“Riches come, if they come at all, in response to definite demands, based upon the application of definite principles, and not by chance or luck.” – Napoleon Hill
Making millions of dollars would be great – but right now, you’re more concerned about paying your cable bill so that you don’t have to steal Wi-Fi from Starbucks in order to write your new blog post.
Landing on the New York Times Bestsellers list would be stupendous—but right now you’re just trying to find an hour to write amidst working to support yourself and doing the damn dishes and all of those other responsibilities that get in your way.
Yes, having it all – “the babe, the boat, the bucks” as Danielle LaPorte (http://www.daniellelaporte.com) so bluntly puts it—is ideal. But right now, you’re just trying to make ends meet. If only you could make enough money to live off of, you could quit your job and focus. But right now, that seems totally unrealistic. A pipedream.
One: Exactly How Much Money Do You Need?
“Fix in your mind the exact amount of money you desire. It is not sufficient merely to say ‘I want plenty of money.’ Be definite as to the amount.” – Napoleon Hill
Want to make enough money to support yourself? Tell me, how much do you need?
You don’t need to think about how much money you need for the rest of your days on planet Earth. That’s ridiculous. How could you possibly predict what you’ll want in 15 years?
Instead, reel in your ambitions and make a plan for one year from now. To get crystal clear, ask yourself the following questions:
- In one year, what does your life look like? (Write as much detail as possible the place you live, how often you go out to eat, what you do on the weekends).
- How much money will it cost for you to live reasonably?
In order to figure out your monthly expenses, try Tim Ferriss’ Monthly Expense Calculator.
Then, once you have an exact figure…
Two: Decide what you’ll exchange for the cash.
If you want the money, you’ll have to exchange something for it.
To figure out what to exchange for money, ask yourself the following questions:
- What are my strengths + skills?
- What types of products + services can I provide?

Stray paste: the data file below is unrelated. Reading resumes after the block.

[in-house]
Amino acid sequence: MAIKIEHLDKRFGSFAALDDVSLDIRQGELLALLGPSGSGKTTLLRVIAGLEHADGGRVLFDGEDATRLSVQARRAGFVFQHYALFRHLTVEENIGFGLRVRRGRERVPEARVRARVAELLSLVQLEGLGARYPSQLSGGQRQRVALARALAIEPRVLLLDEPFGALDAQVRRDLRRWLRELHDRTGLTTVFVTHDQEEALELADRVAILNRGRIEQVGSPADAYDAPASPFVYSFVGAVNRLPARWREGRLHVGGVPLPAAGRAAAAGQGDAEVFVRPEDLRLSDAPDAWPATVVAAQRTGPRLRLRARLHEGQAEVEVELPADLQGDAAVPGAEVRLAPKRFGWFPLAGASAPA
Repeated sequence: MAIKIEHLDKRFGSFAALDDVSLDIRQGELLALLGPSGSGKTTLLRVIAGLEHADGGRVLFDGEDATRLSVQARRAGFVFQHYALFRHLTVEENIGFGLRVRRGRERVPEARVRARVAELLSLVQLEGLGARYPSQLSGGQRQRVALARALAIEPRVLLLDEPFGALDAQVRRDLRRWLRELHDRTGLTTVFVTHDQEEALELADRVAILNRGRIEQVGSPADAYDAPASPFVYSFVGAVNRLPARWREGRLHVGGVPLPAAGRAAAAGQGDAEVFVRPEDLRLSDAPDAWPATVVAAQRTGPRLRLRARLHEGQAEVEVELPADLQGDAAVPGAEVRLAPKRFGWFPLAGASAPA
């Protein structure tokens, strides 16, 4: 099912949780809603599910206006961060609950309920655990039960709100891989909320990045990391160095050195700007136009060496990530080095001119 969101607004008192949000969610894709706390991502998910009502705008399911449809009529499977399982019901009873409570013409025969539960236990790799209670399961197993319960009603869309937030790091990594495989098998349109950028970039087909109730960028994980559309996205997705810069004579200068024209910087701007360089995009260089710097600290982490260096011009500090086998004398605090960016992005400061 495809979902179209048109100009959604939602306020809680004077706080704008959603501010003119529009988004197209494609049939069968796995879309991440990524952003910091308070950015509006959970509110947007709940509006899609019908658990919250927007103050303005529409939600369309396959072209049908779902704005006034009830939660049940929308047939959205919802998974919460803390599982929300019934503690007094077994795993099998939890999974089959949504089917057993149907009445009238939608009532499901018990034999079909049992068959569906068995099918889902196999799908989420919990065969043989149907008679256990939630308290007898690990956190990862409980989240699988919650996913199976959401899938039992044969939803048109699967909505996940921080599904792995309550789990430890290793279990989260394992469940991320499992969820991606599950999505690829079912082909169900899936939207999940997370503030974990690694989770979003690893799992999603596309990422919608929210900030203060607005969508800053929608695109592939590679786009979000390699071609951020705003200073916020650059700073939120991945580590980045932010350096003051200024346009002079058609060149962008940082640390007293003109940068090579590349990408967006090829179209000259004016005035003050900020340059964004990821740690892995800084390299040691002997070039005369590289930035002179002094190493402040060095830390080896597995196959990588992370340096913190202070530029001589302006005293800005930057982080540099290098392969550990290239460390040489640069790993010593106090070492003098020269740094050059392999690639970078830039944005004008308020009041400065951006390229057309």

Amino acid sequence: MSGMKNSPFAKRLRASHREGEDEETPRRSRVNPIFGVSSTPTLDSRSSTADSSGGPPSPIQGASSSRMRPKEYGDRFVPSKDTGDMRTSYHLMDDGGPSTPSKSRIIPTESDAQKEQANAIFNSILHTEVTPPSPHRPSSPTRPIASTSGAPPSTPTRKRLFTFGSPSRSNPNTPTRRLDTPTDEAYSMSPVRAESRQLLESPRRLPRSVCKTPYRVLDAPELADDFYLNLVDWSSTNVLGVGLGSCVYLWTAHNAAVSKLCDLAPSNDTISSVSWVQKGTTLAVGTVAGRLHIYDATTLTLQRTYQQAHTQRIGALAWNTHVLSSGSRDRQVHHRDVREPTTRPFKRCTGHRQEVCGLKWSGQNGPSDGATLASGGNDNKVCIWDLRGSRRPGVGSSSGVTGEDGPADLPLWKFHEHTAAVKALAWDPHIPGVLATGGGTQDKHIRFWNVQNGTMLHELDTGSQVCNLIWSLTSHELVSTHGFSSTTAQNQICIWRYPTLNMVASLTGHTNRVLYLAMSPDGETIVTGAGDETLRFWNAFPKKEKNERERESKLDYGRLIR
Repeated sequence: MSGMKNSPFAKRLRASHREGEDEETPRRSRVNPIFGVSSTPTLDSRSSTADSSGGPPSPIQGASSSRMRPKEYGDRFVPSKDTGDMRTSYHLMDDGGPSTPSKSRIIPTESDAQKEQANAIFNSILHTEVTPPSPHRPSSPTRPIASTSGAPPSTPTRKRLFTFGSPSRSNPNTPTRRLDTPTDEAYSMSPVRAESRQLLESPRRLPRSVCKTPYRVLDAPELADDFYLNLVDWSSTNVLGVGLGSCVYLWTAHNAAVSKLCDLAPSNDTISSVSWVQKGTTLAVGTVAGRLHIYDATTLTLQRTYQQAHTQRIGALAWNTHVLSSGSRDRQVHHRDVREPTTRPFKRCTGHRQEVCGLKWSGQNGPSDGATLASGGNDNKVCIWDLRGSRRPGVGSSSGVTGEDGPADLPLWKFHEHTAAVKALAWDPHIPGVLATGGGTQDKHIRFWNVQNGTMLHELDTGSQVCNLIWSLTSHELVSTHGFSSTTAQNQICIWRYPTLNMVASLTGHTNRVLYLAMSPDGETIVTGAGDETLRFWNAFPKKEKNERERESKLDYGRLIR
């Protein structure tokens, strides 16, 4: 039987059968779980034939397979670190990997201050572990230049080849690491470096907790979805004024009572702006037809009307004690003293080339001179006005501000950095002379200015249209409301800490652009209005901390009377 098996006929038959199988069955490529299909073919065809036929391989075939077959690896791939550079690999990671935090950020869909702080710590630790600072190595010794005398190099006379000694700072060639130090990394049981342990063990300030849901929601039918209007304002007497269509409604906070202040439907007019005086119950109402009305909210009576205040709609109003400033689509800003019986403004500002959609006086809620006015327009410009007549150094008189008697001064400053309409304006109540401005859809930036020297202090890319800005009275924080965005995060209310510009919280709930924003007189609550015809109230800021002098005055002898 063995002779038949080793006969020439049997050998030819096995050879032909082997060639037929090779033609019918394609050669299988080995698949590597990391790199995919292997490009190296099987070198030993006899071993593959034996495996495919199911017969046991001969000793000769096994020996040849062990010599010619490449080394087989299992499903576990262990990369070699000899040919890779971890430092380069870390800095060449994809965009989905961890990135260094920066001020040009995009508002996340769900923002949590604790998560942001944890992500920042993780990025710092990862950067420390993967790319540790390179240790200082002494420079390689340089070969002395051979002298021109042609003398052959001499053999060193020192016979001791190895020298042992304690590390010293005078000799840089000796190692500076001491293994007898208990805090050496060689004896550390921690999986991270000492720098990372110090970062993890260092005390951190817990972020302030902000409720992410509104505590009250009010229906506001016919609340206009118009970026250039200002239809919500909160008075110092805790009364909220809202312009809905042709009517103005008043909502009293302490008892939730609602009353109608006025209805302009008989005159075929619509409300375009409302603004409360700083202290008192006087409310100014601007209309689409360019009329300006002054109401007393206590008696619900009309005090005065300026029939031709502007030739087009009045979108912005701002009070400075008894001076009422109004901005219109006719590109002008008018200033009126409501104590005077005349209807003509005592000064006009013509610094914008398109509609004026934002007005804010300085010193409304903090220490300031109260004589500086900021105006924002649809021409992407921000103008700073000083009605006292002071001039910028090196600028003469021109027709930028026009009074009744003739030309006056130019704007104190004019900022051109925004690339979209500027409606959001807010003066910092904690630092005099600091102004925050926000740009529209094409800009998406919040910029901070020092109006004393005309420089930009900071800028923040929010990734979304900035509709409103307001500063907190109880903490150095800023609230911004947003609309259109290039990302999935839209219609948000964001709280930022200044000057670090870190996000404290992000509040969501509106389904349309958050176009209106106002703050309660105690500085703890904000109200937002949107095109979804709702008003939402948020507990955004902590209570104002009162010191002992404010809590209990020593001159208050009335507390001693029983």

- What will people actually pay for?
Not sure what you’re good at? Here is a Skills + Strengths worksheet that I created.
Don’t get bogged down trying to find your one-true-love. Once you’ve come up with 10 ideas, start testing them immediately. You’ll find your passion eventually, but doing so requires action.
Do your research. Ask people what they’d pay you to do. Test your new service on them for free first.
Don’t think you have what it takes? Hmm… I think this article titled “How to Really Start a Business” will make you think twice.
Three: Plan and take Action!
Once you’ve stumbled on a workable idea? Set some concrete goals, kid. I’ve personally just created my own concrete plan called “Project Moolah”.
Break it up into chunks. If your plan is to start earning $1,000 a month by this time next year, you’ll want to figure out how much money you’ll need to rake-in every few months until then.
When you have a plan, you’ll have motivation on the not-so-inspired days. When you have a plan, you’ll know what steps to take every day. When you have a plan, you reach your goals.
Making money is hard work, and I guarantee that you’ll have to make some uncomfortable phone calls. But if you want a great life, you have to do great things.
You can see my Project Moolah breakdown here.
Does the thought of starting your own business have you feeling totally overwhelmed? You don’t have to use the word business just yet! Think of it this way: you are on a journey to create financial freedom. You’re breaking through the barriers of mediocrity. You’re starting the life that you’re supposed to be living.
(Photo credit: Fresh Leaf Growing on Gold Hill via Shutterstock)
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"Some people say money is evil, but I don't agree. If I manage it well and make good use of it, it'll only make my life better."Add To My Goal
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